Studio Ghibli: Dead or in a slump?

Matthew Dale discusses the root of the problem surrounding Studio Ghibli’s crisis of succession by delving into the political and personal reasons for the acclaimed studio’s impending downfall.


Ever since my mum showed me Spirited Away when I was four years old, I have been an ardent fan of Studio Ghibli. I eagerly anticipate every new film crafted by their incredible talent and have yet to be disappointed by their output (Tales from Earthsea, you say? Don’t know what you’re talking about). Most of my friends justifiably call Pixar the animation powerhouse of the modern era and the pinnacle of animation in their childhood. For 15 years starting from Toy Story, they produced masterpiece after masterpiece which defined the childhood of my generation. However, Ghibli’s output has been as consistently exceptional as Pixar who have been making films longer than Studio Ghibli. Studio Ghibli, I would argue, is the true animation powerhouse of the modern era and had the West discovered their films earlier, I’m sure they would be regarded as such.

Despite their glittering credentials though, at the core of Studio Ghibli is a crisis of succession, and one that will define the path of its future. It was only four years ago that the studio announced it was on a hiatus and temporarily halting film production as they restructured in the wake of another retirement from Hayao Miyazaki. It fuelled rumours that time was up, and that we wouldn’t see anything else from Ghibli. But this narrative has been confounded somewhat as the studio has since produced a film and a TV series, and especially by Miyazaki deciding to unretire… yet again. It’s undoubtable that Hayao Miyazaki coming out of retirement to direct another film is brilliant for cinema. One of the most acclaimed directors in, not just anime, but modern film flexing his creative muscles once again will no doubt make an engaging film that will inspire aspiring filmmakers. But Miyazaki coming out of retirement for the second time in his career (if you count his initial decision to make Princess Mononoke his final film) is painting over the crack in the studio’s foundation. Who will succeed as the studio’s auteurs when Ghibli can no longer drag Miyazaki out of another ‘retirement’?

Miyazaki is an excellent example of an auteur instantly recognisable due to his cinematic idiosyncrasies. There are recurring themes explored throughout his filmography, the most notable ones being environmentalism, pacifism, and the dichotomy of evil and good which dissolves throughout each of his stories to create a moral ambiguity within each of his characters. Many parallels can also be drawn between most of his protagonists that are characterised as young but resourceful and independent female characters, existing as refreshing feminist role models with a nuance that avoids cynical pandering and tokenism. And this extends to wider collaborations including producer Toshio Suzuki and fellow co-director Isao Takahata. Together they have produced every film Miyazaki has directed since The Castle of Cagliostro, and Joe Hisaishi whose beautiful scores have become a trademark of a Miyazaki film. Isao Takahata, who was himself an incredibly talented filmmaker, stood as the second half Ghibli and directed films including the harrowingly beautiful Grave of the Fireflies, sadly died this year. Takahata has a focus on the ‘mundanity’ of commonplace characters and prosaic environments that may seem dull compared to Miyazaki’s strongly characterised fantastical worlds. But the emotional and aesthetical core is still shared, sharing the emphasis on character development, themes like pacifism and interest in exploring a muddier, more complex morality. His death means one half of Ghibli is inexorably gone. And the macabre reality is that there soon won’t be a Miyazaki to unretire. It’s with this recognisable style where issues arise.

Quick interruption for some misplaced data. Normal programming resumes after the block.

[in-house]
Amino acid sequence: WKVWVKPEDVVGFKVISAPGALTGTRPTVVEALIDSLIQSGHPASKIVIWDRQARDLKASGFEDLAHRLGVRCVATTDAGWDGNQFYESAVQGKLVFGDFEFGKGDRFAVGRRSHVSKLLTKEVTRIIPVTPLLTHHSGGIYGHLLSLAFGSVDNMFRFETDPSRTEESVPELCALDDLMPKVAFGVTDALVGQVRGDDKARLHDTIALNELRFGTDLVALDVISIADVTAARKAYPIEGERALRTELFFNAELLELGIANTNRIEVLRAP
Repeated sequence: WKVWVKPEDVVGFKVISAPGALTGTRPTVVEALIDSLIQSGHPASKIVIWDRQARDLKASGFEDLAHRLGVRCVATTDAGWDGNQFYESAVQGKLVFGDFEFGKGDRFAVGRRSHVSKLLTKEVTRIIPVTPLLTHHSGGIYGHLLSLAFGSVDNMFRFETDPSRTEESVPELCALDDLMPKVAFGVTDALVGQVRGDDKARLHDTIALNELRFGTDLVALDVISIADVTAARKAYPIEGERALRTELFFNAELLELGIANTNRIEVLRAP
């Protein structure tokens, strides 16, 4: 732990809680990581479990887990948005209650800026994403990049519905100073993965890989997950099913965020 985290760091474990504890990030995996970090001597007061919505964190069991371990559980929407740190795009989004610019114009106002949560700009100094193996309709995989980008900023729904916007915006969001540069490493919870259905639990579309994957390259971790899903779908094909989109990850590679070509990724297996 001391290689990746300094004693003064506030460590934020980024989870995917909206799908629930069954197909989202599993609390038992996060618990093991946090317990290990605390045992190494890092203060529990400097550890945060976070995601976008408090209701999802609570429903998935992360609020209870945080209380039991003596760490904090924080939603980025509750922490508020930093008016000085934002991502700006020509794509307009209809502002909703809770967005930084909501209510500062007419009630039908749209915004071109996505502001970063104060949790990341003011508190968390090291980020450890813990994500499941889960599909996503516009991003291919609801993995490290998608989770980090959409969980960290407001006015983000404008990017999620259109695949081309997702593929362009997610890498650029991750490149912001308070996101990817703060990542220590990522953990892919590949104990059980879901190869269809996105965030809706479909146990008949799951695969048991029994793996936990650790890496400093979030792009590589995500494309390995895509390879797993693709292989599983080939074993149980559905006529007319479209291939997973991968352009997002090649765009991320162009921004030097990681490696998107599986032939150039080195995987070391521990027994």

Ghibli is a studio built in the image of Miyazaki and Takahata’s creative form; when you imagine or remember a Ghibli, it’s impossible to not tie that to their method of storytelling, distinct characters and their hand-drawn animation style. Who will be able to take up the baton, and what should they do with the baton? Do they keep running in the same direction as their predecessors, or accept a new directorial style and creative vision? Or do they drop out of the race altogether?

This is compounded by Ghibli’s previous attempts to remedy this crisis being rebuked. A fresh-faced Mamoru Hosoda was originally commissioned to direct Howl’s Moving castle but couldn’t agree on a concept with Ghibli. Hosoda’s initial involvement is a noteworthy departure from traditional practice as he was the studio’s first attempt with a non-house director, which wouldn’t happen until 2016 with their co-production of the Dutch animated film The Red Turtle. And there’s the tragedy of Yoshifumi Kondō. In 1995, Kondō made his directorial debut with Whisper of the Heart, becoming the first person that wasn’t Takahata or Miyazaki to take the directorial hot seat for Ghibli, adapting Miyazaki’s script. They hoped it would provide a taster to his future as Ghibli’s creative figurehead. However, three years after its release he died of an aneurysm, serving a massive blow both personally through the loss of a life-long friend and professionally in losing an animator that Miyazaki described as “one of the best […]  animators I ever met.” Takahata wrote that he had begun “leading the entire staff members” which reaffirms the suspicion that they were grooming him to become the new creative figurehead. Ghibli would later produce The Cat Returns which is a quasi-spinoff from The Whisper of the Heart, borrowing two characters and being set in a universe stylised like the universe that the main character of Whisper of the Heart creates for her novel. This overt homage of an entire film dedicated to Kondo emphasises how deep-seated Ghibli felt his loss.

Furthermore, there’s Goro Miyazaki. Surely the ideal candidate to take over a Miyazaki is another Miyazaki? Not necessarily. Tales from Earthsea is a black sheep in the Ghibli collection; not only did Ursula K. Le Guin take issue with Goro’s adaptational liberties with the plot, but a consensus formed that it didn’t have the same charm as his father’s work. Goro Miyazaki’s relationship with his father and his career has always been acrimonious, writing about his father’s neglect as he chose work over family. And this influenced his initial ambivalence towards following his father’s footsteps who spent many years as a landscape architect, consciously avoiding his father. The production of Tales from Earthsea speaks volumes about the relationship between father and son, as Hayao was against the inexperienced Goro taking the role. Rumours say neither spoke to one another during the film. After enduring the surreal hell of its production, Hayao said that “it’s good that he made one movie. With that, he should stop.” His reservations about his son steering the ship in his absence is clear. And, like father like son, Goro shares those concerns.